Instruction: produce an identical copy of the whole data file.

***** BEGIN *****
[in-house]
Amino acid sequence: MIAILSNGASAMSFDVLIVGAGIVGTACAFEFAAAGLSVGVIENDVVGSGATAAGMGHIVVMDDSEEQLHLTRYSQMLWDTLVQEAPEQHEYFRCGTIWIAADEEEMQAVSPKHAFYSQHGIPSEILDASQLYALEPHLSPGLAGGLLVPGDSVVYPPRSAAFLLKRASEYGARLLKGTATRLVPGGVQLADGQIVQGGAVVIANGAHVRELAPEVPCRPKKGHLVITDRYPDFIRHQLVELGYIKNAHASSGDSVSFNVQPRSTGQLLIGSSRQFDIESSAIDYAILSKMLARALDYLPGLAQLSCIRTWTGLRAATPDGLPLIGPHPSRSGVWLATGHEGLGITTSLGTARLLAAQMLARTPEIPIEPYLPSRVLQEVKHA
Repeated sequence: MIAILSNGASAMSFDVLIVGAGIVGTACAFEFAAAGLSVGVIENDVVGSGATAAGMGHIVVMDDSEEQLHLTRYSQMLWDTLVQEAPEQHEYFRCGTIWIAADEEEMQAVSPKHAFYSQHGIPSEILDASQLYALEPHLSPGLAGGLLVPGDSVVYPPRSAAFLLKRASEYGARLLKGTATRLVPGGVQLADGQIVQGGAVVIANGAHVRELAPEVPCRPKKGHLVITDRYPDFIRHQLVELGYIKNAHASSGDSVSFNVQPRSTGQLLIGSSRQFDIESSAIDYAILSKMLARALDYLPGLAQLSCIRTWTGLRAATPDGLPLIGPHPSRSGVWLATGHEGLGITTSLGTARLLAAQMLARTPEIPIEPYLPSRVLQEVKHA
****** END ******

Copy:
[in-house]
Amino acid sequence: MIAILSNGASAMSFDVLIVGAGIVGTACAFEFAAAGLSVGVIENDVVGSGATAAGMGHIVVMDDSEEQLHLTRYSQMLWDTLVQEAPEQHEYFRCGTIWIAADEEEMQAVSPKHAFYSQHGIPSEILDASQLYALEPHLSPGLAGGLLVPGDSVVYPPRSAAFLLKRASEYGARLLKGTATRLVPGGVQLADGQIVQGGAVVIANGAHVRELAPEVPCRPKKGHLVITDRYPDFIRHQLVELGYIKNAHASSGDSVSFNVQPRSTGQLLIGSSRQFDIESSAIDYAILSKMLARALDYLPGLAQLSCIRTWTGLRAATPDGLPLIGPHPSRSGVWLATGHEGLGITTSLGTARLLAAQMLARTPEIPIEPYLPSRVLQEVKHA
Repeated sequence: MIAILSNGASAMSFDVLIVGAGIVGTACAFEFAAAGLSVGVIENDVVGSGATAAGMGHIVVMDDSEEQLHLTRYSQMLWDTLVQEAPEQHEYFRCGTIWIAADEEEMQAVSPKHAFYSQHGIPSEILDASQLYALEPHLSPGLAGGLLVPGDSVVYPPRSAAFLLKRASEYGARLLKGTATRLVPGGVQLADGQIVQGGAVVIANGAHVRELAPEVPCRPKKGHLVITDRYPDFIRHQLVELGYIKNAHASSGDSVSFNVQPRSTGQLLIGSSRQFDIESSAIDYAILSKMLARALDYLPGLAQLSCIRTWTGLRAATPDGLPLIGPHPSRSGVWLATGHEGLGITTSLGTARLLAAQMLARTPEIPIEPYLPSRVLQEVKHA